UC2B Network Set for Nonprofit Transition

By: Roxana Ryan

CHAMPAIGN, Illinois, July 30, 2013 — Planned changes in the Urbana-Champaign Big Broadband network (UC2B) will allow for expansion to more homes and lessen the potential burden on local taxpayers, according to city and university representatives.

Council members from the City of Urbana, Champaign and the University of Illinois met Tuesday, July 30, 2013 to discuss the transition and transfer of network assets to a new nonprofit agency. According to UC2B leaders, forming a nonprofit agency will attract private internet service providers who want to lease parts of the fiber-to-the-home network, providing a more competitive market for local consumers.

“At the City Councils’ request, the new UC2B board will be established to be open and responsive to our community’s needs,” said Brandon Bowersox-Johnson, current chair of the UC2B Policy Board. “This new structure will provide a long-term foundation for UC2B to be an educational and economic catalyst for our community.”

More than 1,000 subscribers are currently hooked up to the UC2B fiber network, thanks to a $22.5million federal grant received from the Broadband Technology Opportunities Program (BTOP) in 2010. The grant provided funding to connect more than 200 community anchor institutions (like hospitals, schools and libraries) to seven community-wide fiber-optic backbone rings and for fiber-to-the-home connections in underserved, mostly low-income areas of Champaign-Urbana.

“Transitioning UC2B to a non-profit corporation from the current three-member Intergovernmental Consortium, will facilitate faster decision making and will allow UC2B to be more nimble and better serve the community,” said Michael Smeltzer, the principal investigator for the UC2B grant. “It is also the key to attracting a private partner that is willing to invest in making fiber connectivity available to every home and business in Champaign and Urbana,” added Smeltzer.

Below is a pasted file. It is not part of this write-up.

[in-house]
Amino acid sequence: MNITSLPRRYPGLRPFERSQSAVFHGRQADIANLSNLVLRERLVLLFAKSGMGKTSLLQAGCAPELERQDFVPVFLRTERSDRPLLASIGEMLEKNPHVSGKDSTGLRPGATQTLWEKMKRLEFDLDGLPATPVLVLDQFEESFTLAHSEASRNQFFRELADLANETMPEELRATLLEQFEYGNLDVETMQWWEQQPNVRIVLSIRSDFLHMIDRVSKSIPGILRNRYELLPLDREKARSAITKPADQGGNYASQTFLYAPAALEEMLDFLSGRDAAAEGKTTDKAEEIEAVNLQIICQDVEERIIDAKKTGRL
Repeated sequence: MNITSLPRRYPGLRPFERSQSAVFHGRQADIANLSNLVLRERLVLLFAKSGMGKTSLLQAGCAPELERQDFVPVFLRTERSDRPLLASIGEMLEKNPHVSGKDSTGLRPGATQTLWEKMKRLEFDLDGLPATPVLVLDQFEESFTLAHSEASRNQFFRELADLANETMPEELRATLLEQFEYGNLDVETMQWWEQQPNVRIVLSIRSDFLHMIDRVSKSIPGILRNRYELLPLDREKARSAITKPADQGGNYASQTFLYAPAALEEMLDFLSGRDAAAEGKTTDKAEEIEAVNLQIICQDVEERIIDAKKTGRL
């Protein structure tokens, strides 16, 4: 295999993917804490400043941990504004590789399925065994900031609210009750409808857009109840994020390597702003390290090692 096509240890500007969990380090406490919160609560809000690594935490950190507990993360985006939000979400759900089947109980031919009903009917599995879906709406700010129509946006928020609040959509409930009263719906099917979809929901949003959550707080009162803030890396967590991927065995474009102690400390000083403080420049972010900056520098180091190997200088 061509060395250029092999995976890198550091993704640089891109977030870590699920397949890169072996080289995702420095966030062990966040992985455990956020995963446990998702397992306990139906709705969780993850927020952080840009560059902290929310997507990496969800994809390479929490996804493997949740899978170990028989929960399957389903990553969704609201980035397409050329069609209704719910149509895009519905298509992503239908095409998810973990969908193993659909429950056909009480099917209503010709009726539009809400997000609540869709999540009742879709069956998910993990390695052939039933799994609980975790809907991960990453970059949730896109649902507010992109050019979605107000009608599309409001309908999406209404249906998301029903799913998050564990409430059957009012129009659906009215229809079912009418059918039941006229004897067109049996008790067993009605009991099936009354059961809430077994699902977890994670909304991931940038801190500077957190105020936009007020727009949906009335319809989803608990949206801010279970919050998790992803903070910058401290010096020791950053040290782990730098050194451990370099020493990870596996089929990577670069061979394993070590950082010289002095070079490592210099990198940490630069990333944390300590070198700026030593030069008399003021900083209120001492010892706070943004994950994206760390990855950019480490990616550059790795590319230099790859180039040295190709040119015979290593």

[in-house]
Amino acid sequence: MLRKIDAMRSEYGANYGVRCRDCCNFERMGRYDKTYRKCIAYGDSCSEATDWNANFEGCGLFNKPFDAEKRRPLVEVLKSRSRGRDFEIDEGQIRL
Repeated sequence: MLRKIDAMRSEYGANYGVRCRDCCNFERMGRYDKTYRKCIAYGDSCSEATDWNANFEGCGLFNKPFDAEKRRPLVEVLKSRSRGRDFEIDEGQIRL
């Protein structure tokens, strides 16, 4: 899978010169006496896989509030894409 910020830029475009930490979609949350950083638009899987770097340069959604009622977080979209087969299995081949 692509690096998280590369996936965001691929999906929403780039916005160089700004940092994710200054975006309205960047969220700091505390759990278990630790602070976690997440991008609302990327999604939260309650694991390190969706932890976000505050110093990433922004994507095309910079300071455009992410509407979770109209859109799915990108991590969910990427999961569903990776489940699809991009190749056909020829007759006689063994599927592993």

The timeline for the proposed transition is approaching quickly. City leaders have until Aug. 9, 2013 to submit an application to the State of Illinois asking permission to form the nonprofit. The federal grant expires on September 30, 2013 and if an agreement is not reached, the burden for maintaining the network could fall on taxpayers.

Maintaining the network’s core principles was a topic of heavy discussion throughout the meeting. Leaders and community members spoke on the importance of ensuring UC2B remains an open access network and that the community and minorities are included in decisions.

According to the UC2B website, maintaining an open access network is the key to providing competitive rates and a plethora of consumer choices. By creating a nonprofit agency, the network will also be able to be more flexible.

Although the nonprofit will be a freestanding agency, city governments and the University will still have some control. A nine-member board (three members each from the City of Champaign, Urbana and the University) will oversee the agency.

“We need to remember that UC2B will be in a competitive market and run as a business,” said Don Gerard, Champaign mayor. “We’re building something that will have a huge impact on our community not just now, but in 10 to 15 years and beyond.”


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